People of the World

Since we're on a socially conscious subject, we should also mention what is often the white elephant (ironic choice of words, here) in the listening room at audio shows: "Where's my people at?" That's right, I said it: aside from a few faces in the back of the room, this is an industry dominated by very pale men. Where are the Asians, Latinos, people of African and Middle-Eastern descent? Ironic really, since many of the LPs and CDs being auditioned at the show feature them, although most of these artists are more likely to be GenXers, still, it's ironic. Dare I ask for a blind American-Indian woman in a wheelchair? I'm pretty sure she could educate me a bit about what to listen for in a good amplifier.

Yes, I'm being a bit facetious, I know, but the point is that millennials don't segregate as much. They accept that the "average human" is not so pale, that the best break dancers in the world come from Seoul, and that the best DJs hail from the Netherlands, a country that is a whole lot more tolerant towards gays than we are here - and that's cool, too. Millennials don't have the same hangups about race, gender, romantic affiliation (that sounds so much better than sexual orientation, doesn't it?), or disability,  as the previous generation. Being a little different, or a lot, is just that, a bit different, and then they move on. Its all good!

Now this doesn't mean that every small HiFi manufacturer needs to immediately go out and recruit someone with a deep dark natural tan to grace their home page and put a big pink triangle in the corner - that would be so obvious as to warrant another marketing calamity. What it does mean, though, is that to cater to millennials, HiFi manufacturers need to start demoing their equipment with Rufus Wainwright , Hirome Uehara, Tinariwen, in between the standards from Common, The White Stripes, and Vitas - yes, these should be standards - I included links, in case these were so completely new to you as they were for me not too long ago ...and yes, these will still give your demo room the same workout as Brubeck, Krall and Wagner. Now if all this modern music really doesn't agree with you and you absolutely must play something more classically-inspired (I'm thinking of my dear father reading this, who is probably pulling his hair out about now), there is still hope: Beach, and Zwilich, representing women composers, as well as Vangelis' Mythodea representing the fusion of modern music with classical, Lou Harrison representing the gay community, and the always fascinating Philip Glass, to round out the mysterious & new in modern classical. Yes, this is the music millennials are drawn to, for many reasons.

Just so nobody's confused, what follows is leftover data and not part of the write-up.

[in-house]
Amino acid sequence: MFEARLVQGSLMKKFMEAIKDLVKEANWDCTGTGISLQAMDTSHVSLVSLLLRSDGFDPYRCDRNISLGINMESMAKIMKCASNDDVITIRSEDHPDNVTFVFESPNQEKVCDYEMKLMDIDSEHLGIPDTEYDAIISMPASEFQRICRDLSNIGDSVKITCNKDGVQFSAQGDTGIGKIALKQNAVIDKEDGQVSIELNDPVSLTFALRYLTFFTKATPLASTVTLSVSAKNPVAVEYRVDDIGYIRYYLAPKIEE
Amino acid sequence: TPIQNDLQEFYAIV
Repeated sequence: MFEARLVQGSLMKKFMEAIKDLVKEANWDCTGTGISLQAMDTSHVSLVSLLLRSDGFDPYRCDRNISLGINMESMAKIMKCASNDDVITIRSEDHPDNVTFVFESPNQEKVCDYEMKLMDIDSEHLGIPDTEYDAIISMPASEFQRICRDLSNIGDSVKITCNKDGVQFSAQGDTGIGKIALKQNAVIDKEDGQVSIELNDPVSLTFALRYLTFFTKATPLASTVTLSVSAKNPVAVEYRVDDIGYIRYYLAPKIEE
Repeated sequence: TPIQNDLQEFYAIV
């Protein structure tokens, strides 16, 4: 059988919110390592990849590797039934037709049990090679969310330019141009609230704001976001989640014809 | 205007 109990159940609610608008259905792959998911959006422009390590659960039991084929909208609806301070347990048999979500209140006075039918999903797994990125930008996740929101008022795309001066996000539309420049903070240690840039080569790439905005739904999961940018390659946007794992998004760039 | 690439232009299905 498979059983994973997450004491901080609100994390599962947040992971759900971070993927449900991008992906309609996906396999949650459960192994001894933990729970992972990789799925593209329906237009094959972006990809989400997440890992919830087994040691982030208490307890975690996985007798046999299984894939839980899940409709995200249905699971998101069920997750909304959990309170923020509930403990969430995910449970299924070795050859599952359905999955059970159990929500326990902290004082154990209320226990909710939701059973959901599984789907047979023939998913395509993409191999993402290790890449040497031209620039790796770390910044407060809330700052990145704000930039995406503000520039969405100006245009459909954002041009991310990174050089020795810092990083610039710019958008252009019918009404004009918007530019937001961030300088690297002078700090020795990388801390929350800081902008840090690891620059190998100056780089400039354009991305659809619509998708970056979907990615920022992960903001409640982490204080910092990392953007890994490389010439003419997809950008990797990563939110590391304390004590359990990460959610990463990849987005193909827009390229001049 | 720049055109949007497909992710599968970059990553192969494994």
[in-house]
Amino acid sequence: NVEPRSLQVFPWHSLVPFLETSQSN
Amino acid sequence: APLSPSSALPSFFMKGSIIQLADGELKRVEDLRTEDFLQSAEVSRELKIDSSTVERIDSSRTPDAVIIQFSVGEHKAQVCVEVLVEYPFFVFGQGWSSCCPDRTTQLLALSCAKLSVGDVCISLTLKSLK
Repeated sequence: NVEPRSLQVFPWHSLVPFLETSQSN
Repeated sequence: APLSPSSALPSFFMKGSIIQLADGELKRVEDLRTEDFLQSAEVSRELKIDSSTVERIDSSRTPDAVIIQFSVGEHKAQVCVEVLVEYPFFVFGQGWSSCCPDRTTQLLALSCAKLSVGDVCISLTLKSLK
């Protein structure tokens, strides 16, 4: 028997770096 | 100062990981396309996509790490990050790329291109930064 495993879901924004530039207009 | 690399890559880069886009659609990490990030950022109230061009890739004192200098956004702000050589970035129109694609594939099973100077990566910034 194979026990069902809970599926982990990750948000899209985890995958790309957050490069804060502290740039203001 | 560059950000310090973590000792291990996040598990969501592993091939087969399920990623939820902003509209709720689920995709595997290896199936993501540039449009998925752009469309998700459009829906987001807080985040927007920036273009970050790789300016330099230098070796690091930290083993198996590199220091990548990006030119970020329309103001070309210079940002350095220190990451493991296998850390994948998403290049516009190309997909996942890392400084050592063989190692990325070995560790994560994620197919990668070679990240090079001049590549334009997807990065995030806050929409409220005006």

Playing the music that millennials listen to is an important part of appealing to them and bringing them to HiFi. Consequently, since the under-represented are already part of the millennial population because they are more welcome there, then consequently it will also bring them to HiFi. It's a win-win because this increases the ranks of interested folks who will eventually become customers.

If this is all do-able, what is the hold-up?

Why does HiFi not play up those very qualities that millennials value? What is the fear? I realize that there is a small percentage of customers who simply do not agree with these values, but is that really worth risking the ire of a whole new generation of customers? More to the point, is this not a gamble that risks the entire industry?

Millennials want smaller, portable, and simpler technologies that connect to their existing world. There are, of course, many HiFi manufacturers that make these but at huge expense and complexity: Meridian Sooloos, for example, provides some of this functionality, but at a price-point that is simply not going to compete with Sonos. Take a moment to actually click on these companies' links. There is a wide chasm between the marketing philosophy behind the web sites! By the way, Sonos is considered expensive by millennial standards, but just barely. It's not for the college crowd, but it is feasible for new families. Sonos, to millennials, is HiFi, and not necessarily because it sounds comparable to a dCS digital sound system. The value of Sonos to millennials is more comprehensive: in addition to sounding noticeably better than the average mass-produced electronic consumable, it also offers a level of convenience, functionality, and interoperability that millennials expect from HiFi - it offers Acura-level luxury rather than Jaguar-like pretentiousness. 

Summing Up: